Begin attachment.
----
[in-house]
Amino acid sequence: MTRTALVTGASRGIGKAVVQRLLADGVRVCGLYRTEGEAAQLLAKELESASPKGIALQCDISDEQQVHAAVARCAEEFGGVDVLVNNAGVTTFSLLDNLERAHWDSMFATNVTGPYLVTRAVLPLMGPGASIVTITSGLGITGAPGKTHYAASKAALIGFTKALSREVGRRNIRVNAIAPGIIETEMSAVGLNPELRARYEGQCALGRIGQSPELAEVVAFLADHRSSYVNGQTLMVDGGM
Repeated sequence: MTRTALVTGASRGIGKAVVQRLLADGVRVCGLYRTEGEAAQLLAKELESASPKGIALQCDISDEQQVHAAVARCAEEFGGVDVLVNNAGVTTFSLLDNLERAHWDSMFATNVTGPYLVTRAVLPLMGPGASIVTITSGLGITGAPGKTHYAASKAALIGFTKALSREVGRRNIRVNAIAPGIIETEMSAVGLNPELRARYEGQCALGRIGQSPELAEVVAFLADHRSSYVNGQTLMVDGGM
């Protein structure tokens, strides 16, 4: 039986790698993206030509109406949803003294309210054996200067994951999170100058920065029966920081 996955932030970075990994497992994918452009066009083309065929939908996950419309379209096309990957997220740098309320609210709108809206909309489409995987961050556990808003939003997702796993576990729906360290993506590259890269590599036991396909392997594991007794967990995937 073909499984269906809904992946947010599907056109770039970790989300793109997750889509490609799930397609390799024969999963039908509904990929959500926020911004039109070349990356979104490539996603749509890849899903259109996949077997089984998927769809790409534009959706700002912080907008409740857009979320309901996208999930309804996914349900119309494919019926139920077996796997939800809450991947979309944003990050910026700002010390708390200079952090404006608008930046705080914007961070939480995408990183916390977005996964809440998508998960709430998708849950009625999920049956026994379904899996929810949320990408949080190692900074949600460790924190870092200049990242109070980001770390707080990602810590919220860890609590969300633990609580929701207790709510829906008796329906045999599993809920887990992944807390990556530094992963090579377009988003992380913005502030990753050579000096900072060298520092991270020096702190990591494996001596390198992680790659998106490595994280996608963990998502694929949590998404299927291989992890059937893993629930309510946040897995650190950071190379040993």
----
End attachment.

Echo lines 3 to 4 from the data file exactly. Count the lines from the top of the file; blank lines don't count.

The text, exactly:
Repeated sequence: MTRTALVTGASRGIGKAVVQRLLADGVRVCGLYRTEGEAAQLLAKELESASPKGIALQCDISDEQQVHAAVARCAEEFGGVDVLVNNAGVTTFSLLDNLERAHWDSMFATNVTGPYLVTRAVLPLMGPGASIVTITSGLGITGAPGKTHYAASKAALIGFTKALSREVGRRNIRVNAIAPGIIETEMSAVGLNPELRARYEGQCALGRIGQSPELAEVVAFLADHRSSYVNGQTLMVDGGM
């Protein structure tokens, strides 16, 4: 039986790698993206030509109406949803003294309210054996200067994951999170100058920065029966920081 996955932030970075990994497992994918452009066009083309065929939908996950419309379209096309990957997220740098309320609210709108809206909309489409995987961050556990808003939003997702796993576990729906360290993506590259890269590599036991396909392997594991007794967990995937 073909499984269906809904992946947010599907056109770039970790989300793109997750889509490609799930397609390799024969999963039908509904990929959500926020911004039109070349990356979104490539996603749509890849899903259109996949077997089984998927769809790409534009959706700002912080907008409740857009979320309901996208999930309804996914349900119309494919019926139920077996796997939800809450991947979309944003990050910026700002010390708390200079952090404006608008930046705080914007961070939480995408990183916390977005996964809440998508998960709430998708849950009625999920049956026994379904899996929810949320990408949080190692900074949600460790924190870092200049990242109070980001770390707080990602810590919220860890609590969300633990609580929701207790709510829906008796329906045999599993809920887990992944807390990556530094992963090579377009988003992380913005502030990753050579000096900072060298520092991270020096702190990591494996001596390198992680790659998106490595994280996608963990998502694929949590998404299927291989992890059937893993629930309510946040897995650190950071190379040993």